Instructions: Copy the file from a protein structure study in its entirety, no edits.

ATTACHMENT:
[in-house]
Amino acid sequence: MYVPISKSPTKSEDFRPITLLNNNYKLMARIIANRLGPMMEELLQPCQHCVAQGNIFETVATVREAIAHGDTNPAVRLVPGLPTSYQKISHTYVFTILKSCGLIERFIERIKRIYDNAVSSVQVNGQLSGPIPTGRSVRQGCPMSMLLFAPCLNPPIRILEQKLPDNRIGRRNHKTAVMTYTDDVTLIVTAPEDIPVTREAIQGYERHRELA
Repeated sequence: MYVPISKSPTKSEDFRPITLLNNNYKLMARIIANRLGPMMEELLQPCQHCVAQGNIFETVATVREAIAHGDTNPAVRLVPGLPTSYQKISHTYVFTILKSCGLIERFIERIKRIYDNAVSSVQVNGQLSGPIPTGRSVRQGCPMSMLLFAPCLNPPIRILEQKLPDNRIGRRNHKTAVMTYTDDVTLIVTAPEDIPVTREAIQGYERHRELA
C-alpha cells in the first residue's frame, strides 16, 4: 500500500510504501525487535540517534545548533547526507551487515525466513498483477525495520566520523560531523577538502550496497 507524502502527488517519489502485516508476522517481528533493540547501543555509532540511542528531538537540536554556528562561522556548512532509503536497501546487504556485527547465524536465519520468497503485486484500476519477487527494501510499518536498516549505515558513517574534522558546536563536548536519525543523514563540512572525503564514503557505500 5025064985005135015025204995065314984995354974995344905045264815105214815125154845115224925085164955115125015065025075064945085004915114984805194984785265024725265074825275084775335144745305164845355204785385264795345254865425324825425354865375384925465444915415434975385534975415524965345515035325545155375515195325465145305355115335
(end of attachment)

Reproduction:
[in-house]
Amino acid sequence: MYVPISKSPTKSEDFRPITLLNNNYKLMARIIANRLGPMMEELLQPCQHCVAQGNIFETVATVREAIAHGDTNPAVRLVPGLPTSYQKISHTYVFTILKSCGLIERFIERIKRIYDNAVSSVQVNGQLSGPIPTGRSVRQGCPMSMLLFAPCLNPPIRILEQKLPDNRIGRRNHKTAVMTYTDDVTLIVTAPEDIPVTREAIQGYERHRELA
Repeated sequence: MYVPISKSPTKSEDFRPITLLNNNYKLMARIIANRLGPMMEELLQPCQHCVAQGNIFETVATVREAIAHGDTNPAVRLVPGLPTSYQKISHTYVFTILKSCGLIERFIERIKRIYDNAVSSVQVNGQLSGPIPTGRSVRQGCPMSMLLFAPCLNPPIRILEQKLPDNRIGRRNHKTAVMTYTDDVTLIVTAPEDIPVTREAIQGYERHRELA
C-alpha cells in the first residue's frame, strides 16, 4: 500500500510504501525487535540517534545548533547526507551487515525466513498483477525495520566520523560531523577538502550496497 507524502502527488517519489502485516508476522517481528533493540547501543555509532540511542528531538537540536554556528562561522556548512532509503536497501546487504556485527547465524536465519520468497503485486484500476519477487527494501510499518536498516549505515558513517574534522558546536563536548536519525543523514563540512572525503564514503557505500 5025064985005135015025204995065314984995354974995344905045264815105214815125154845115224925085164955115125015065025075064945085004915114984805194984785265024725265074825275084775335144745305164845355204785385264795345254865425324825425354865375384925465444915415434975385534975415524965345515035325545155375515195325465145305355115335